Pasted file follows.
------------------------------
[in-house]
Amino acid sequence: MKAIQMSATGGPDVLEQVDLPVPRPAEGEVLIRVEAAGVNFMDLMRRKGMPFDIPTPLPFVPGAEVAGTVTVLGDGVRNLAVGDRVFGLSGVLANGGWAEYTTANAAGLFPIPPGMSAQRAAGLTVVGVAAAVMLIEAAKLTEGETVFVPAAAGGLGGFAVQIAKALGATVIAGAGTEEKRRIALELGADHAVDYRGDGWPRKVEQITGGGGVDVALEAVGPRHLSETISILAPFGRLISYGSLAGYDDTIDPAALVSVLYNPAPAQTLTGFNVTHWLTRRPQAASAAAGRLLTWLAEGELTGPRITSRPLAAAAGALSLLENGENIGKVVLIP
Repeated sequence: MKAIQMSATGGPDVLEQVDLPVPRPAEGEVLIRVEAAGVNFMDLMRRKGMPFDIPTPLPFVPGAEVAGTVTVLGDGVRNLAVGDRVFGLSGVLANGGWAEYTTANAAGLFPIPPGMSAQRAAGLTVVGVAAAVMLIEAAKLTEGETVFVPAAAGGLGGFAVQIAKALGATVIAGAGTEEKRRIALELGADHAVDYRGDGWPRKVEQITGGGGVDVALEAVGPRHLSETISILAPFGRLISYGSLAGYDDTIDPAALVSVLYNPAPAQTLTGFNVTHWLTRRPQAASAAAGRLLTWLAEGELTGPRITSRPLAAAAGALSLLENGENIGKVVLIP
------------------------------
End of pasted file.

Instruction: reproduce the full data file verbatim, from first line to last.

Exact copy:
[in-house]
Amino acid sequence: MKAIQMSATGGPDVLEQVDLPVPRPAEGEVLIRVEAAGVNFMDLMRRKGMPFDIPTPLPFVPGAEVAGTVTVLGDGVRNLAVGDRVFGLSGVLANGGWAEYTTANAAGLFPIPPGMSAQRAAGLTVVGVAAAVMLIEAAKLTEGETVFVPAAAGGLGGFAVQIAKALGATVIAGAGTEEKRRIALELGADHAVDYRGDGWPRKVEQITGGGGVDVALEAVGPRHLSETISILAPFGRLISYGSLAGYDDTIDPAALVSVLYNPAPAQTLTGFNVTHWLTRRPQAASAAAGRLLTWLAEGELTGPRITSRPLAAAAGALSLLENGENIGKVVLIP
Repeated sequence: MKAIQMSATGGPDVLEQVDLPVPRPAEGEVLIRVEAAGVNFMDLMRRKGMPFDIPTPLPFVPGAEVAGTVTVLGDGVRNLAVGDRVFGLSGVLANGGWAEYTTANAAGLFPIPPGMSAQRAAGLTVVGVAAAVMLIEAAKLTEGETVFVPAAAGGLGGFAVQIAKALGATVIAGAGTEEKRRIALELGADHAVDYRGDGWPRKVEQITGGGGVDVALEAVGPRHLSETISILAPFGRLISYGSLAGYDDTIDPAALVSVLYNPAPAQTLTGFNVTHWLTRRPQAASAAAGRLLTWLAEGELTGPRITSRPLAAAAGALSLLENGENIGKVVLIP